Archeologist Jonathan Driver was part of the team that uncovered, more than 30 years ago, what was at that time one of the rarest archeological finds in Canadian history: A treasure trove of evidence of human occupation in Northern B.C. that dates back to the end of the last ice age.
The site, known as the Charlie Lake cave or Tse'K'wa, contained some of the oldest human remains in Western Canada, specialized weapons used to hunt large mammals such as bison and mammoth, and animal skeletons that suggest ancient ceremonial practices.
The cave is not at risk as a result of construction of the Site C dam – it lies about six kilometres outside the planned flood zone. However, hundreds of other valuable paleontological, archaeological and historical sites will be inundated when Site C is complete, replacing a stretch of the Peace River with an 83-km-long reservoir.
Dr. Driver, a professor of archeology at Simon Fraser University, is concerned that these little-studied sites that chart the paths used by aboriginal people migrating through North America in prehistoric times will be lost, permanently and irreversibly.
"The area that is going to be flooded is significant. The Peace River was a well-travelled route between the lowlands and the front ranges of the Rocky Mountains," he said. Once the third dam on the Peace River is complete, there will be a stretch of just 62 km of the river left intact in British Columbia.
"You need to make a concerted effort to recover the knowledge of that history as much as possible – what is needed is a research strategy, and we are not approaching the destruction of that river valley in that way."
The Charlie Lake cave offers a window on that history.
"It goes down deep, so you can follow the history of people in the Peace River just as the ice age is ending and the first animals and plants and then people are moving into a brand new land, and at this site you can follow that for 12,000 years."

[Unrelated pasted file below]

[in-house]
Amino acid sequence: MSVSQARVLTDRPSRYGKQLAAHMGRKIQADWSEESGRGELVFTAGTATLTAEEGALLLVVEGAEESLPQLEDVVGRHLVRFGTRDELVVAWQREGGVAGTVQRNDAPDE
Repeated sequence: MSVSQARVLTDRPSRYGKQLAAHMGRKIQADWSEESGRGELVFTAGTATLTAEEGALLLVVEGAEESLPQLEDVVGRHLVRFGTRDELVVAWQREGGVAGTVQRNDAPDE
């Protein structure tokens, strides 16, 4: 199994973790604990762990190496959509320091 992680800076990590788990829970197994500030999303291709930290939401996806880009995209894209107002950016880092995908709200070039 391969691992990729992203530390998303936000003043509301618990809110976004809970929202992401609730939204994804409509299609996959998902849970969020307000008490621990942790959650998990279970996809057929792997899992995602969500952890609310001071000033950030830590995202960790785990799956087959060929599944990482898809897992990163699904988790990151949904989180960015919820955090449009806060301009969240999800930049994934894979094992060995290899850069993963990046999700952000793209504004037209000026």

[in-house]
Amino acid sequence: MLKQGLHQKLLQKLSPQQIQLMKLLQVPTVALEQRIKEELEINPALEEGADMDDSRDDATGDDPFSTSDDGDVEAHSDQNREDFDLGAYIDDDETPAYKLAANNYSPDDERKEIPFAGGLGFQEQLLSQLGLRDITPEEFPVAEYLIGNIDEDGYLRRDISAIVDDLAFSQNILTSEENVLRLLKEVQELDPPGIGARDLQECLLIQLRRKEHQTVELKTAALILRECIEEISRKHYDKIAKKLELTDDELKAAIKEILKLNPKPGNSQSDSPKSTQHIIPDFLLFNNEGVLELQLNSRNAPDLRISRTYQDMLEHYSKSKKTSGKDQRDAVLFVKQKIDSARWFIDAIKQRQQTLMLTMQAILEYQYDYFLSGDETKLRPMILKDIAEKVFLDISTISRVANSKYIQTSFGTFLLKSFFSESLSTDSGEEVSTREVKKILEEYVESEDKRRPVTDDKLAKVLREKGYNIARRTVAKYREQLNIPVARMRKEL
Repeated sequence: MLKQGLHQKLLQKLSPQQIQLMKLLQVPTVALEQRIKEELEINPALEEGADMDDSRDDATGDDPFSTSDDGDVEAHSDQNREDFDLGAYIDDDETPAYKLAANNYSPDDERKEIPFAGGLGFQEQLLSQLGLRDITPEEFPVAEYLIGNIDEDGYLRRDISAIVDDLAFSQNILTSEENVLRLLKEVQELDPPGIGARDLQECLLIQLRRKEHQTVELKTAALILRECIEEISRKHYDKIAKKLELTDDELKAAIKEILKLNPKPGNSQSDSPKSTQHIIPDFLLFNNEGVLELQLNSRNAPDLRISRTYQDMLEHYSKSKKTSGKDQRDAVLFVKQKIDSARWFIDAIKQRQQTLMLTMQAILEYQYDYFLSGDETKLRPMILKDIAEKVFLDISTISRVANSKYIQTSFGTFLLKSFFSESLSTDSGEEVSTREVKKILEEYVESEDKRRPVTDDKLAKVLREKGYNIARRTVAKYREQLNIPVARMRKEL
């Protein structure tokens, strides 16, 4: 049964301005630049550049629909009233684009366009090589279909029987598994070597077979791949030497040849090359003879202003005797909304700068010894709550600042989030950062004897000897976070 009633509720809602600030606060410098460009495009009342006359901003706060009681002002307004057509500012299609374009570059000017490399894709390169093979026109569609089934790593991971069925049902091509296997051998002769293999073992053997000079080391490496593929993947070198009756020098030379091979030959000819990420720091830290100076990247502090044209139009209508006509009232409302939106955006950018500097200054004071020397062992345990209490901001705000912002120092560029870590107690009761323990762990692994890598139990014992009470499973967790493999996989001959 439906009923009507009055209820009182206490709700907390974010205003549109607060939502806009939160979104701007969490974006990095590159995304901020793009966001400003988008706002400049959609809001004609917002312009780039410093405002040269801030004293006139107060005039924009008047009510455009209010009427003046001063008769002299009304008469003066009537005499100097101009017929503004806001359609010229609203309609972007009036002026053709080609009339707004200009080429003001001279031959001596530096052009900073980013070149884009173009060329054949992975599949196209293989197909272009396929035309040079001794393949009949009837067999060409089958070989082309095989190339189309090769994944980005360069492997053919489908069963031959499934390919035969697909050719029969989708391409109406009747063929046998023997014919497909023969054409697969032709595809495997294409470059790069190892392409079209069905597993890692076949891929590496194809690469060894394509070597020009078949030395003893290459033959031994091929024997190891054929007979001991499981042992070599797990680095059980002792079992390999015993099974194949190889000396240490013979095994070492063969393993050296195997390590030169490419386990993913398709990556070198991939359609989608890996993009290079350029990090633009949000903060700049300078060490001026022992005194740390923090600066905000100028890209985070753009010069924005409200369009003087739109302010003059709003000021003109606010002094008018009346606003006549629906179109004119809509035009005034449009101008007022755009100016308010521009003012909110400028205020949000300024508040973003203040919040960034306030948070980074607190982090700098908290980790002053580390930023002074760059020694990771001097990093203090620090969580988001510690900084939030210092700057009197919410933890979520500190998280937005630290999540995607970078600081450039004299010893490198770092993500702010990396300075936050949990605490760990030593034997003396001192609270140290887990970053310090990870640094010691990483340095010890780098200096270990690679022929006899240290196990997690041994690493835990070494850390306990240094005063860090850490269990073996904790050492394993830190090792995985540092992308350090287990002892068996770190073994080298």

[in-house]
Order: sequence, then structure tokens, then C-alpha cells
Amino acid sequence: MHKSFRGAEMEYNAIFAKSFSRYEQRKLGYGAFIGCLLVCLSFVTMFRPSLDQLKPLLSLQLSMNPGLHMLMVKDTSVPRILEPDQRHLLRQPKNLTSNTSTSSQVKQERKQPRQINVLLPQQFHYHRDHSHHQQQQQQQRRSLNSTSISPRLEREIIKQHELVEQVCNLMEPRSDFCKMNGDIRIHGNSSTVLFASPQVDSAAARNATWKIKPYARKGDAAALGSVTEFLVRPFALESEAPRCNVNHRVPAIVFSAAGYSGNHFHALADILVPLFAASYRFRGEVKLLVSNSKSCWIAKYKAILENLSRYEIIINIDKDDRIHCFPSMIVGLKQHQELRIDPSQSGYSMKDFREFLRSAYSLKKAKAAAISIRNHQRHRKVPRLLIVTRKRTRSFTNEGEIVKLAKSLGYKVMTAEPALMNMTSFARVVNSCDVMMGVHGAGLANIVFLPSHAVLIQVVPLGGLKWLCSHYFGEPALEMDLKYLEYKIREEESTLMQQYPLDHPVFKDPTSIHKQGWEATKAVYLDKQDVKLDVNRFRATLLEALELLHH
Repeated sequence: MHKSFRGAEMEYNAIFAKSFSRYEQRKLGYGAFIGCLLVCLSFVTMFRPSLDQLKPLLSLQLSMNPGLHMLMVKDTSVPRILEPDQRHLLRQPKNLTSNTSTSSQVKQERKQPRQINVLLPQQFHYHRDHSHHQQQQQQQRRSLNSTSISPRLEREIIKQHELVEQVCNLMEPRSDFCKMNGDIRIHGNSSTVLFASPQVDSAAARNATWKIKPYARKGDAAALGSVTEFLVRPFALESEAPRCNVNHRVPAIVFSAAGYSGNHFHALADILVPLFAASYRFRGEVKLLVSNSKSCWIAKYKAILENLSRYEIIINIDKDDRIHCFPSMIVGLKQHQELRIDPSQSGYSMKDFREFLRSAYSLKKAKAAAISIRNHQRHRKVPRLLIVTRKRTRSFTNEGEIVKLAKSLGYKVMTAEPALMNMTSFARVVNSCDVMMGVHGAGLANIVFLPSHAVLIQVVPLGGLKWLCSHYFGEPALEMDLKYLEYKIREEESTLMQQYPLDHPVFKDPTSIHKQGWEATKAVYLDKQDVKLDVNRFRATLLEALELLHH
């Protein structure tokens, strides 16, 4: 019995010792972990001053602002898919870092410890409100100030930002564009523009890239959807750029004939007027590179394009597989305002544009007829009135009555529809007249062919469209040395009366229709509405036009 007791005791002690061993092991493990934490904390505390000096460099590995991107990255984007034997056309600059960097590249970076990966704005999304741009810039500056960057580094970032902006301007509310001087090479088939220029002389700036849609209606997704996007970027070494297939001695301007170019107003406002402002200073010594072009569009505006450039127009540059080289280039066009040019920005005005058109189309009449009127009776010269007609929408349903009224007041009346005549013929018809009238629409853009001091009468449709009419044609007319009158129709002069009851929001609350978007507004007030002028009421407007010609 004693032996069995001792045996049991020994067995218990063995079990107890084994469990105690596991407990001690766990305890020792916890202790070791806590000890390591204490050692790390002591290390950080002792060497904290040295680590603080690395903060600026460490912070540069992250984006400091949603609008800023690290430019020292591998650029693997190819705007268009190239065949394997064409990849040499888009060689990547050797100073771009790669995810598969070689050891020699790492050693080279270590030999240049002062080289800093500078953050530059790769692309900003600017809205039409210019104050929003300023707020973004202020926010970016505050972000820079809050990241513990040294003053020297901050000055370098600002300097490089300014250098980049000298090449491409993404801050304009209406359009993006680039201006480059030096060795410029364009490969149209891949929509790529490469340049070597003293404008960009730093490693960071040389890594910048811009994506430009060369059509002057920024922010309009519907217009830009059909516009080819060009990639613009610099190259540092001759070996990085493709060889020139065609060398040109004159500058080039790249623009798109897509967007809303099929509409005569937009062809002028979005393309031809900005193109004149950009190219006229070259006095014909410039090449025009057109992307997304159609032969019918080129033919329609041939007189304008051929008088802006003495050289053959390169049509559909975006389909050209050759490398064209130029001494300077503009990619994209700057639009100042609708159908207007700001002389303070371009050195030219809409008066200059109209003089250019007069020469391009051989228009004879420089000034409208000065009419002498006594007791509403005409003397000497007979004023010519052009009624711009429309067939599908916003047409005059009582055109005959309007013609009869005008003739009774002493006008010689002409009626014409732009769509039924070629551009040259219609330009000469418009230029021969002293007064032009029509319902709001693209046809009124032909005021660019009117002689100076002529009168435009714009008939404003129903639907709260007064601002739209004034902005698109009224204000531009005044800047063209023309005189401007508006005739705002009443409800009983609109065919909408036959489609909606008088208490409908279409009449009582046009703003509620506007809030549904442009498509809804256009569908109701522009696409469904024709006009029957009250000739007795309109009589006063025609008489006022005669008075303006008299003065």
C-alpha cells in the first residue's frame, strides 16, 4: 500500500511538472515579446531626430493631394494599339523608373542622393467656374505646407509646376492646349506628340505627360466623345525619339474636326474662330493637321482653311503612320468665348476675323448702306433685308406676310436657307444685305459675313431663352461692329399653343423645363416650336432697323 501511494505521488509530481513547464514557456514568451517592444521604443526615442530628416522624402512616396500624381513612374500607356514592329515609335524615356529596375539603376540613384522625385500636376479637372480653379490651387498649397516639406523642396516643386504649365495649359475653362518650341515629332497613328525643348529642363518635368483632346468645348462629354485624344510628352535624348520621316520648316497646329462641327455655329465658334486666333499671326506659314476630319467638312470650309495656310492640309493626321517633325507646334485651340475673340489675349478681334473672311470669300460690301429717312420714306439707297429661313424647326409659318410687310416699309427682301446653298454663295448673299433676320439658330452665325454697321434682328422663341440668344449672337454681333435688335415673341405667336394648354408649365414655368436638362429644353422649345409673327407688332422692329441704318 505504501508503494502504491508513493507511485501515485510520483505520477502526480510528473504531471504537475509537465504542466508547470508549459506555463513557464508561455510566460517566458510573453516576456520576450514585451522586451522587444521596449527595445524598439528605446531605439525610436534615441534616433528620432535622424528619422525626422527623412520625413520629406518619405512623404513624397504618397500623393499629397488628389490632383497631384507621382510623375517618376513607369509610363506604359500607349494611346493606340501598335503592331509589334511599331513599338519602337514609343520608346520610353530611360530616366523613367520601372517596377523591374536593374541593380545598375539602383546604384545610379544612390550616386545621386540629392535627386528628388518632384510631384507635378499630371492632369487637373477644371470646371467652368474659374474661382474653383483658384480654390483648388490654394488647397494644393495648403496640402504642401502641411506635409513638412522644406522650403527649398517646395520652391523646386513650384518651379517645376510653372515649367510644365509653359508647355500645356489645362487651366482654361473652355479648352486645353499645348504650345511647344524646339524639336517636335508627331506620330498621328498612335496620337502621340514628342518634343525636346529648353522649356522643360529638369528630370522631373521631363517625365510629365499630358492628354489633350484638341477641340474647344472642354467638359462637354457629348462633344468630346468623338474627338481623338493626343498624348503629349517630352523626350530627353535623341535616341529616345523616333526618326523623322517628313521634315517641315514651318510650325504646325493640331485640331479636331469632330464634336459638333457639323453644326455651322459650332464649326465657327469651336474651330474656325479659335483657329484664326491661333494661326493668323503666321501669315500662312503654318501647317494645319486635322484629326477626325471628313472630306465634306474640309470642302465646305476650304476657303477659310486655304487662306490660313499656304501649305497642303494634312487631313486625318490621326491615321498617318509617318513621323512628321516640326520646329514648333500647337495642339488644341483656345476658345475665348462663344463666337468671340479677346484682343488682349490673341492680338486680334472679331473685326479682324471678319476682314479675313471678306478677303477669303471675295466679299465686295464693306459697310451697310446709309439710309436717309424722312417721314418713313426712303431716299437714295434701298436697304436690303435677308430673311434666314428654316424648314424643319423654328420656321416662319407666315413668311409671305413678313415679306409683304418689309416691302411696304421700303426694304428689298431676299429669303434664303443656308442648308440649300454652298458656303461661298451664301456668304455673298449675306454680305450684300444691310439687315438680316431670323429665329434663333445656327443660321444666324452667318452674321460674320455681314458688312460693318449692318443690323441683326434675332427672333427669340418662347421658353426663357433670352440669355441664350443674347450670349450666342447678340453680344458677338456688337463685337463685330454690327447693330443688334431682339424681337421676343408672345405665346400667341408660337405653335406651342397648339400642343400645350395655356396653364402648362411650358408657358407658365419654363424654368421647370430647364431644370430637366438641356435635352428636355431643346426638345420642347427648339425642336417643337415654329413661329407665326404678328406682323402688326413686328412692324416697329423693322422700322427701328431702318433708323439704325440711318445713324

But that is just one site. BC Hydro, in preparing to move ahead with its dam construction, began field work to create a heritage inventory of the area in the nearby flood zone in 2010. It found 26 Class 1 paleontology finds – which means rare fossils, or especially well-preserved and diverse specimens. Almost 300 archeological sites were found, and then there are the heritage sites of the earliest European settlers.
Those sites and artifacts that can't be saved will be studied, and Hydro promises to hold "ground truthing" sessions with local First Nations elders to help collect and preserve knowledge of the human use of the area.
Karen Aird is an archeologist and heritage consultant, and a member of the Saulteau First Nation, which has ties to the original Dane-zaa inhabitants of the region. She said that Hydro's solution glosses over the connection to the land that the First Nations maintain today. While Hydro says it is not aware of any ancient graves in the flood zone, she says they are there, along with other sacred sites that cannot simply be cataloged or moved.
"Part of the way we honour and care for our dead, there are people who go to these places to pray, to visit their ancestors, there are feasts every year … Those take place where the remains are," she said.
The prehistory of the people of the Peace River is still being pieced together. Recently, a local farmer donated boxes of artifacts to SFU. The items included 8,000-year-old pieces of obsidian from faraway quarries, indicating a vast trading network that dates back to a time before the pyramids.
"There is such a story to tell in this region that is going to be lost," Ms. Aird said. "We know Tse'K'wa is of value but it is the beginning of a story, that the Dane-zaa people have continuously occupied the Peace River region for nearly 10,500 years."
Last month, the B.C. government announced plans to purchase Grace Islet to protect an ancient Coast Salish cemetery from development. At that time, Steve Thomson, Minister of Forests, Lands and Natural-Resource Operations, promised to review the policies and law that allowed a private landowner to build his retirement home atop of those graves.
His review of the Heritage Conservation Act is unlikely to change the course of the Site C dam – the province has approved construction knowing that what it terms "heritage resources" will disappear into the reservoir. With construction set to begin in June, there is very little time left to preserve this rich part of B.C.'s history.